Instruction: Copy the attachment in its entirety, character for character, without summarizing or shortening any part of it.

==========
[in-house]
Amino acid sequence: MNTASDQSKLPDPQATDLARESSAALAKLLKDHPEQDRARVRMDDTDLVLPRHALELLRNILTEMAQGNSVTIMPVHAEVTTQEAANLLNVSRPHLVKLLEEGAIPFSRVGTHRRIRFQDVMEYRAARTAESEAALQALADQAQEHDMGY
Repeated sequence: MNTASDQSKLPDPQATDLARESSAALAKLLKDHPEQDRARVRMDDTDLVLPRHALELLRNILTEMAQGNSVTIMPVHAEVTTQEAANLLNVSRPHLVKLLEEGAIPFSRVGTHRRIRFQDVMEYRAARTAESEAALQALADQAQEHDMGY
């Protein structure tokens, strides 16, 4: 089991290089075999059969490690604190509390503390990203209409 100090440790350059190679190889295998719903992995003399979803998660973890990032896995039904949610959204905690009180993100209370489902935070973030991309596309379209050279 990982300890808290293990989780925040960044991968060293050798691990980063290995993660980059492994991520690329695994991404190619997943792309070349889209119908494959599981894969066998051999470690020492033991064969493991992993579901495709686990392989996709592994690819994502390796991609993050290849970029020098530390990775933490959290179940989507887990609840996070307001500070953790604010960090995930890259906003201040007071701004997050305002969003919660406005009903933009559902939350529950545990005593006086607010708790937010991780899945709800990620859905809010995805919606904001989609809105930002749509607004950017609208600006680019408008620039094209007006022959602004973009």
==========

[in-house]
Amino acid sequence: MNTASDQSKLPDPQATDLARESSAALAKLLKDHPEQDRARVRMDDTDLVLPRHALELLRNILTEMAQGNSVTIMPVHAEVTTQEAANLLNVSRPHLVKLLEEGAIPFSRVGTHRRIRFQDVMEYRAARTAESEAALQALADQAQEHDMGY
Repeated sequence: MNTASDQSKLPDPQATDLARESSAALAKLLKDHPEQDRARVRMDDTDLVLPRHALELLRNILTEMAQGNSVTIMPVHAEVTTQEAANLLNVSRPHLVKLLEEGAIPFSRVGTHRRIRFQDVMEYRAARTAESEAALQALADQAQEHDMGY
């Protein structure tokens, strides 16, 4: 089991290089075999059969490690604190509390503390990203209409 100090440790350059190679190889295998719903992995003399979803998660973890990032896995039904949610959204905690009180993100209370489902935070973030991309596309379209050279 990982300890808290293990989780925040960044991968060293050798691990980063290995993660980059492994991520690329695994991404190619997943792309070349889209119908494959599981894969066998051999470690020492033991064969493991992993579901495709686990392989996709592994690819994502390796991609993050290849970029020098530390990775933490959290179940989507887990609840996070307001500070953790604010960090995930890259906003201040007071701004997050305002969003919660406005009903933009559902939350529950545990005593006086607010708790937010991780899945709800990620859905809010995805919606904001989609809105930002749509607004950017609208600006680019408008620039094209007006022959602004973009």